And then there are many people, who have dreams, but aren't able to fulfil them. They have responsibilities, unsupportive parents, or no capital etc. It is definitely harder to take risks if you are in that position. Perhaps you NEED your current "safe" job to pay for your student loans, or to support your parents, or to pay for medical expenses....I mean, the list goes on. I'm not going to say you should be doing this and that, and you will get to where you wanna go. It's not one size fits all. Not everyone has the same opportunities as me. I was born into a comfortable family. I want to make that clear. I understand and I am grateful for all my privileges (and to be honest, I started the #MIRROBookDrive initiative to help me feel less guilty about it. What did I do to deserve this family and not a family living in poverty in India? I have no idea how the universe works)

But one thing you can do is, is to have the right attitude about it, and start a plan anyway. You can always strategize your way and start small.

Before I quit my 9-5, I planned my exit for 5 years, and Project MIRRO was 10 years in the making. I saved money, I worked on the brand and my skills at night and on weekends (juggling my full time job) and did a lot of research. I read so many books. I spent all my money on books! I changed my entire lifestyle to accommodate my dream. Anything and everything that was detrimental to my vision, I eliminated. Friends, boyfriends, habits, even family members who were unsupportive - bye bitches. It was a very slow process from ideation to materialisation. I never stopped believing and working on myself, and my plans. I'm not even close to where I want to be now, but i'm on that journey, and it's not always been sunshine and daisies - but that's life! While I was working my ass off 8 years ago, I figured, i'm not that into my job, I hate my 9-5, but at least I have this plan of mine that i'm working on to alleviate my suffering while I gathered experiences and money. It's a necessary evil. Delayed gratification - best lesson i've learnt.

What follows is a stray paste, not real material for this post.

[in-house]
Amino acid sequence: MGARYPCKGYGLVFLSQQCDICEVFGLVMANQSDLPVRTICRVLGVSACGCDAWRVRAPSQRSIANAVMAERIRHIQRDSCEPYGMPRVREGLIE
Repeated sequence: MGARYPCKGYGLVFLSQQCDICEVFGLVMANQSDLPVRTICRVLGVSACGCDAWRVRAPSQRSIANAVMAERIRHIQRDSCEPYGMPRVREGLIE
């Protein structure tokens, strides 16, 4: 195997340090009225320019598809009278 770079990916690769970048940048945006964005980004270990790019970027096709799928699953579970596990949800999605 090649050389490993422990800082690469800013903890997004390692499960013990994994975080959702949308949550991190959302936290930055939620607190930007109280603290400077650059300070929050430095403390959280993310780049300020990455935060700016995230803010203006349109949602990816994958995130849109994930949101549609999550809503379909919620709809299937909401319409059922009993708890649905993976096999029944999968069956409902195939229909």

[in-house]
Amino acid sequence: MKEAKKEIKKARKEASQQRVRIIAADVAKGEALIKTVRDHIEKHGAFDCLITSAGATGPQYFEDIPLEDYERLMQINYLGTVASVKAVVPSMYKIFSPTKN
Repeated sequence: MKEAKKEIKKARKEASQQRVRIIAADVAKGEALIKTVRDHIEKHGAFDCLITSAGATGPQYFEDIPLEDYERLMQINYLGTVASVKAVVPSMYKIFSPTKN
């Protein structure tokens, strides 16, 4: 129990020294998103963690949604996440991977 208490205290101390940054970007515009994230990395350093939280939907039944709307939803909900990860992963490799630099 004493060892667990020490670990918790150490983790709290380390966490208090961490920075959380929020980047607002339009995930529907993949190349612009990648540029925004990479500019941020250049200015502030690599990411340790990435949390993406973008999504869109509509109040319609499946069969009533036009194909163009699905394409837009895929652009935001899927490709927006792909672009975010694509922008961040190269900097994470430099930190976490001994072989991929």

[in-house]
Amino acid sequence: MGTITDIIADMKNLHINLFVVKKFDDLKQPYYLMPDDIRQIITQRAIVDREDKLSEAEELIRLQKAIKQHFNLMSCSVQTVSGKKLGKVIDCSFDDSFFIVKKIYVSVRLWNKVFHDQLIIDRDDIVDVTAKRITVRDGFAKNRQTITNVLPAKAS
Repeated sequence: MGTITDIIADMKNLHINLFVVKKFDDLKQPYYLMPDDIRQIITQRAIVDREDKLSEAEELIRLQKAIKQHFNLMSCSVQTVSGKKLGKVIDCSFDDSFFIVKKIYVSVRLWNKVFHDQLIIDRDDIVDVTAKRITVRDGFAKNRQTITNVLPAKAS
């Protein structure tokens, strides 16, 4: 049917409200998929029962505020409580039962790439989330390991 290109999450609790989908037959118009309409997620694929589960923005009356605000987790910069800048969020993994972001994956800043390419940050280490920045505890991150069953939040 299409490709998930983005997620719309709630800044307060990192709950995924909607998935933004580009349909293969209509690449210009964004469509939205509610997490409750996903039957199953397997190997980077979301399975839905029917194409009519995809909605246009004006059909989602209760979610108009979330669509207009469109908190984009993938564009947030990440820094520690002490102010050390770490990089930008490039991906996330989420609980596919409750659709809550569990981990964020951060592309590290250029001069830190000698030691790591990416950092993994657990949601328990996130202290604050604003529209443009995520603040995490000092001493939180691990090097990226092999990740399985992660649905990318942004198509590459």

I believe your dreams are worth a try. Even if you put one hour a week to working on your goal, that's better than nothing at all. Even if you fail, there's always another way. It's not the end of the world. How many times has something bad happen to you, and you feel like crap, but weeks or months later, you look back at that time and think "wow, that bad thing led me here to this good thing?"

Even if people laugh at you, or don't support you, you have the ability to ignore them and eliminate them from your life. Surround yourself with the people you admire and inspire you. I always hear people complain about toxic friends and families, but continue to spend time with them. I don't understand why they do so. This is a whole other post I won't get into. If people aren't supportive or happy for you, limit your time with them or say goodbye forever.

Remember, Jack Ma, Alibaba's founder, failed 10 times to get into Harvard, he got rejected dozens of times while looking for a job. He even got rejected by KFC as a cashier. I'm sure none of you reading my blog now have tried and failed 10 times to get into a school (but if you have, wow, drop me a message let's have a chat) I read so many books on entrepreneurs that I believe it's a rite of passage to fail many times before you start seeing results. Lady Gaga was bullied harshly in school, they even carried her and put her in the dumpster! Now look at her!!!

If you've never failed in life, perhaps it's because you have never taken risks. Perhaps it's time to practice failing. It's time to get out of your comfort zone. If you're always the most competent smart one in your group - are you even in the right group? When I went back to school to study at Chelsea, I was 29 years old, everyone else was 19 years old! And they did soooo much better than me in some subjects. Whatever man, I was just glad to be able to learn from them and get inspired by these Gen Z's. They're so amazing and hardworking in my opinion. I really don't have any shame in being the dumbest in school. I like people underestimating me anyway, there is less pressure. I can just do whatever I want.

Be brave! Do what you want - by the end of the day - it's your life, and no one else is responsible for it other than you. Live your best life! Just do it! So many quotes! Haha. I'm not done yet - I will leave you guys with a quote that I love (a little harsh, but it resonated with me)

“If you end up with a boring miserable life because you listened to your mom, your dad, your teacher, your priest, or some guy on television telling you how to do your shit, then you deserve it.”

Frank Zappa